Registration Marks

Registration Marks [1], also known as the register cross or register, is a graphic figure that can be used to monitor the accuracy of fit of the individual colours in the printing process. Usually this mark consists of a circle and a cross of thin lines, similar to a target cross. By precisely aligning the individual separations, "flashes" in the printed image can be avoided.

So that the register mark can be printed on all separations (CMYK + spot colors), it must be marked with the Registration Mark color.

Illustration: A visual representation of the positioning of Registration Marks on the printed image

Registration black

Registration Mark color is a color definition that is printed 100% in each separation. Thus an area which has been marked with this color has 400% total color application with a CMYK print. With a CMYKcm-OVG print, the total ink application would already be 900%.

Technically there is a color definition for the registration mark color in PDF and PostScript called "All".

The register mark color should only be used in the graphic for coloring Registration Marks or Crop Marks.

Rendering Intent

Method for converting different color spaces from one space to another.

Please read this article for a deeper dive.


Number of identical copies of a motif or a page of a motif.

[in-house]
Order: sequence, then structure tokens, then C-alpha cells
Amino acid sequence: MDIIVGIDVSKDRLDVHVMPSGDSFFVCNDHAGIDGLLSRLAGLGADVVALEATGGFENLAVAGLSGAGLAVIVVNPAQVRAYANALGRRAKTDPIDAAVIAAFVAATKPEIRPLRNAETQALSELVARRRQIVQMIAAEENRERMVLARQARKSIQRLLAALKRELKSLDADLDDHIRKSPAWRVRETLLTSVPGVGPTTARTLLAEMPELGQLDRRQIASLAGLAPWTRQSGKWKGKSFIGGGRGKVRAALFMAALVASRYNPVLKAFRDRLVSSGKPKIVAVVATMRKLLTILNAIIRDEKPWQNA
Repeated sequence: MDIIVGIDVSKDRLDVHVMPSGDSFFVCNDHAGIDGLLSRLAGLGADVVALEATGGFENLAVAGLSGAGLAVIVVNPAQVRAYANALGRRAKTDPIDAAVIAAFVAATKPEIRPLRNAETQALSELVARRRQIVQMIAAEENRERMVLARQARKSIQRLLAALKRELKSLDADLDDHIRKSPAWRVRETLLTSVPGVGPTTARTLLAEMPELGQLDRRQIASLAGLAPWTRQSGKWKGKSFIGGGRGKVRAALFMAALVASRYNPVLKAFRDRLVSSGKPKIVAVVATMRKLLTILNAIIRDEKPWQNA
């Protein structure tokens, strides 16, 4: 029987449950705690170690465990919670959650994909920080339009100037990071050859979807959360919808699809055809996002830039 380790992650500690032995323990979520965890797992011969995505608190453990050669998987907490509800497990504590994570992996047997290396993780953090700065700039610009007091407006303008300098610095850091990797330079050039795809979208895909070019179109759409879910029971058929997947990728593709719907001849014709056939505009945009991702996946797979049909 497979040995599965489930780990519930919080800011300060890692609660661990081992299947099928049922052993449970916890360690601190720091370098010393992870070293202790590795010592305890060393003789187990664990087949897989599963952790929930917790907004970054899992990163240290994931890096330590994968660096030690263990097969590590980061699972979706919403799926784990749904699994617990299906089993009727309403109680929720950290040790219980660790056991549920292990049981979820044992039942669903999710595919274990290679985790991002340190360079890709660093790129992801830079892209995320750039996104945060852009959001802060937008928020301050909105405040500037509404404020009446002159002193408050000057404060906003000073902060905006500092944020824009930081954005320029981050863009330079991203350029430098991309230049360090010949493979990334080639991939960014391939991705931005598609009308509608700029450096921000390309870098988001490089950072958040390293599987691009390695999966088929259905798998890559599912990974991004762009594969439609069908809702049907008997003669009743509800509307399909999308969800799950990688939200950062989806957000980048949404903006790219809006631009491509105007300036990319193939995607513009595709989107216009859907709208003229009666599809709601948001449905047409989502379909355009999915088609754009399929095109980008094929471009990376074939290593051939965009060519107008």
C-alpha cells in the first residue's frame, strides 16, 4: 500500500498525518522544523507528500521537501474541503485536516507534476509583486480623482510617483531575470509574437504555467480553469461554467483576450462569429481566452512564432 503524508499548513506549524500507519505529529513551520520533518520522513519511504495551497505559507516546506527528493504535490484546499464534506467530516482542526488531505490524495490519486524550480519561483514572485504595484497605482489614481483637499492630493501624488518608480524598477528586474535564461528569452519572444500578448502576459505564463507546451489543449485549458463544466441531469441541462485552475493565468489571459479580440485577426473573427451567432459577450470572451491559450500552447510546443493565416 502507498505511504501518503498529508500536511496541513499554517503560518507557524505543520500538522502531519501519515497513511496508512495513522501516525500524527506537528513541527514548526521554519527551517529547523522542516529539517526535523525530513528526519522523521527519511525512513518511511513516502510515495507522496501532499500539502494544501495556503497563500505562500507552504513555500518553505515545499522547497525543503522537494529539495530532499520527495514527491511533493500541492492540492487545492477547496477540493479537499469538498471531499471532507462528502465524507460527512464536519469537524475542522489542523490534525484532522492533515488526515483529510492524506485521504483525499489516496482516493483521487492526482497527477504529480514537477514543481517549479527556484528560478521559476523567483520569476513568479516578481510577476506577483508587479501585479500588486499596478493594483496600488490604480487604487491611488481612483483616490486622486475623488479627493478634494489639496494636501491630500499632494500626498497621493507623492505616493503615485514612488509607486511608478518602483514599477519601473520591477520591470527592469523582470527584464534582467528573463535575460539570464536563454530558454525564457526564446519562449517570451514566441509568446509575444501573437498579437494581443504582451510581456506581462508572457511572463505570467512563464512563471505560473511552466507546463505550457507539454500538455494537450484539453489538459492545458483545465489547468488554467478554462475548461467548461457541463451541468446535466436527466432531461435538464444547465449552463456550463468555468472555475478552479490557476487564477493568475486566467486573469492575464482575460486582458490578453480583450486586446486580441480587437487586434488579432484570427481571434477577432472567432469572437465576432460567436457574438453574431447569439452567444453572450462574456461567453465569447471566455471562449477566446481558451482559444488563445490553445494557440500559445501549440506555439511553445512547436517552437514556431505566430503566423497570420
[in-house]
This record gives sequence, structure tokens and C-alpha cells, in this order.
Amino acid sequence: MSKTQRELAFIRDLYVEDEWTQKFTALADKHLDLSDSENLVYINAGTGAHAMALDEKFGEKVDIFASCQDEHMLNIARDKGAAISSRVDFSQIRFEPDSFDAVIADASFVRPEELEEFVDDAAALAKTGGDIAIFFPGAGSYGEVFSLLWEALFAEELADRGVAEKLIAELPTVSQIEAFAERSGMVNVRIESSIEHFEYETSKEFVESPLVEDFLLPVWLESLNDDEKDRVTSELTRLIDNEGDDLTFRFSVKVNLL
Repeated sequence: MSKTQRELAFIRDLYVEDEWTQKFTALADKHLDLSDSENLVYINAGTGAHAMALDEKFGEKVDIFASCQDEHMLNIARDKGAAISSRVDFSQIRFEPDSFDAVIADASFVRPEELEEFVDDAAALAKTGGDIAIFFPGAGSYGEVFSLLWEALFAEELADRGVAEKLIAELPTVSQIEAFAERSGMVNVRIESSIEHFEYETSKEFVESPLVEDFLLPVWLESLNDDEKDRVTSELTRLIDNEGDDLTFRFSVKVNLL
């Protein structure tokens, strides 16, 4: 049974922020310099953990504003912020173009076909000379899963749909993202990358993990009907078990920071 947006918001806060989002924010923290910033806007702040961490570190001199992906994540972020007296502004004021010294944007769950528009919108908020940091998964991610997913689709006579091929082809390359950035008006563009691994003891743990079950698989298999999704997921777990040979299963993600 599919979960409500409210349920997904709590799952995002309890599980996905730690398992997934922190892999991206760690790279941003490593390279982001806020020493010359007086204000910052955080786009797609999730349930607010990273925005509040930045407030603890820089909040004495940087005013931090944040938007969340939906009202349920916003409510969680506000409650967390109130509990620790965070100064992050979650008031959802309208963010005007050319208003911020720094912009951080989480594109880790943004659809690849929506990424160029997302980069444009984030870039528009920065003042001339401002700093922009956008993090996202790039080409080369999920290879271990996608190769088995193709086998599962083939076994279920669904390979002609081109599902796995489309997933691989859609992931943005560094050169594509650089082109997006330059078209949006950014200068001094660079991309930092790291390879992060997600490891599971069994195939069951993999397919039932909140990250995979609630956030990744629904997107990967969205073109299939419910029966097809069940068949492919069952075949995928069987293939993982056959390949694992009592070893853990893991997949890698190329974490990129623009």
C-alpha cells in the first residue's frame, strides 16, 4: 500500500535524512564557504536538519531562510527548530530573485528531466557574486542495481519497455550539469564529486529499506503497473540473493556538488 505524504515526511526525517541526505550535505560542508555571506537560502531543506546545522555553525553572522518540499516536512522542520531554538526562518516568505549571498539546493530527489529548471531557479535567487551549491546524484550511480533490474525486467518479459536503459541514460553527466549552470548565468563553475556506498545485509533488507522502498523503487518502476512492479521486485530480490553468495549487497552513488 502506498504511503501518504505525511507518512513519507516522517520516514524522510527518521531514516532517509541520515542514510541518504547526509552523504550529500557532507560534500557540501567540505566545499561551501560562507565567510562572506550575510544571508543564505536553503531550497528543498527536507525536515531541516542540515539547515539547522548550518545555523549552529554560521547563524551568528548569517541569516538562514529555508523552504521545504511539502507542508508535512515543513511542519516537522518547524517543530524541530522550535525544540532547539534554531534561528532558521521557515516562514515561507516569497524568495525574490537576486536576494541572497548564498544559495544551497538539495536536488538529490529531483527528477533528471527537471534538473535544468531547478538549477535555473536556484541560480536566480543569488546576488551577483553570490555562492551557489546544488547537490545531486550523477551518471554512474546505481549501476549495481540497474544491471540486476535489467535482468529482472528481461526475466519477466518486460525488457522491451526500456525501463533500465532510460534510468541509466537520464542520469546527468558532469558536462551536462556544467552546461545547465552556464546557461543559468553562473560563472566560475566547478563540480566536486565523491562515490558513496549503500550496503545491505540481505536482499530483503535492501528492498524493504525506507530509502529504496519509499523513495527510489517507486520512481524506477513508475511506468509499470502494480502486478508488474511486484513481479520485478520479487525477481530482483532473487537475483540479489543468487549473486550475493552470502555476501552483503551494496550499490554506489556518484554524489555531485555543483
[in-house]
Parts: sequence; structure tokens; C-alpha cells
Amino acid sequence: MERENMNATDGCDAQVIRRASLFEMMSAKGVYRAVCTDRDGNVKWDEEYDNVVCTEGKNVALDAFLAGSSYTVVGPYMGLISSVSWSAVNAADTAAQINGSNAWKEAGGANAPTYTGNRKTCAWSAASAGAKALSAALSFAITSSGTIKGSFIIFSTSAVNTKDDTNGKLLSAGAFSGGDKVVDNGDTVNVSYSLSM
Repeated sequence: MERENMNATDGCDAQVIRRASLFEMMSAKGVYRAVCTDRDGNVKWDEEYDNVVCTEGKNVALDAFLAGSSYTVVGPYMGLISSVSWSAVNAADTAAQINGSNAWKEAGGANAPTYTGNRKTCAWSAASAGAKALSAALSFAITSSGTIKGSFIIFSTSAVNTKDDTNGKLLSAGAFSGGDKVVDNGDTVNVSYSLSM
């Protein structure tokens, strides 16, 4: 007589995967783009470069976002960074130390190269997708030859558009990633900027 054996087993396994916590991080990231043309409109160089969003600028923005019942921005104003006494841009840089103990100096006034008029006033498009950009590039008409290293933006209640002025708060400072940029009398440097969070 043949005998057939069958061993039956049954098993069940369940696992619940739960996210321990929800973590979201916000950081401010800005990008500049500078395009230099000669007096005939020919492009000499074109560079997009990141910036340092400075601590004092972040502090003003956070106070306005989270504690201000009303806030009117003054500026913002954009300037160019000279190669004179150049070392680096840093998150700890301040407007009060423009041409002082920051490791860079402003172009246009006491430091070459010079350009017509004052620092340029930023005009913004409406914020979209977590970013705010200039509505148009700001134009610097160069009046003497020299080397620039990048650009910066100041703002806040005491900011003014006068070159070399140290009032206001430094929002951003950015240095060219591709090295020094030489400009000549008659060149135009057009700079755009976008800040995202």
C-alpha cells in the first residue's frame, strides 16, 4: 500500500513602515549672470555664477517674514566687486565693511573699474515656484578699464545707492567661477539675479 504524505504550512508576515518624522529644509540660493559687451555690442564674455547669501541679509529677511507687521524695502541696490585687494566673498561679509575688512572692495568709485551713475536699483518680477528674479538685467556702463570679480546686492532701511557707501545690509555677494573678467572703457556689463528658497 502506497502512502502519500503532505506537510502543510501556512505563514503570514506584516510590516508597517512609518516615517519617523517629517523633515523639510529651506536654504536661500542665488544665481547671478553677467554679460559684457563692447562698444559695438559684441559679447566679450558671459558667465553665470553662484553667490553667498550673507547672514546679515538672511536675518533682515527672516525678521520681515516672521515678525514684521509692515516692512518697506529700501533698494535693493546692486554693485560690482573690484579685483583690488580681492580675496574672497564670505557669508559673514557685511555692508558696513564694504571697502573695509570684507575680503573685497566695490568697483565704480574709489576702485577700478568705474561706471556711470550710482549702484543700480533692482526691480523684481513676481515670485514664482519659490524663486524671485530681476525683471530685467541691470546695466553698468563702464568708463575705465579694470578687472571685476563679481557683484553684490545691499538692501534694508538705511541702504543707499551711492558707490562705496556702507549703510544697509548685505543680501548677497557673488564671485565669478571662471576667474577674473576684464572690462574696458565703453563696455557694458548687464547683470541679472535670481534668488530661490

In relation to a single printed sheet, this is the number of copies to be cut from this sheet.


A RIP - Raster Image Processor is a special software or a combination of hardware and software that converts data from a page description language such as PostScript, PDF or PCL into a pixel graphic (raster graphic), which is then usually output to a printer.

A RIP essentially implements two functions:

  1. Rendering – conversion of vector graphics into pixel graphics (raster graphics) into a halftone image in a certain resolution
  2. Screening – conversion of the halftone image into a pixel image consisting only of the existing print dots

The term Raster Image Processor is only used explicitly in prepress, where this component performs other tasks in addition to the functions mentioned above:

  • Color management – Calculation of colors in the output color space
  • Separations – create individual color separations for the printer
  • Grid – Create a pixel grid, where pixels are either distributed or arranged at an angle.
  • Trapping – create additional areas to avoid speed cameras at hard color edges


Flipping Horizontally, Flipping Vertically and Rotating are technical terms for the turning/rotating possibilities of a printed sheet, regardless of whether the process is carried out with one or two Print Items.

When the sheet is rotated, the sheet moves in the direction(s) described below in the diagram.

Figure: A visual representation of the rotating process.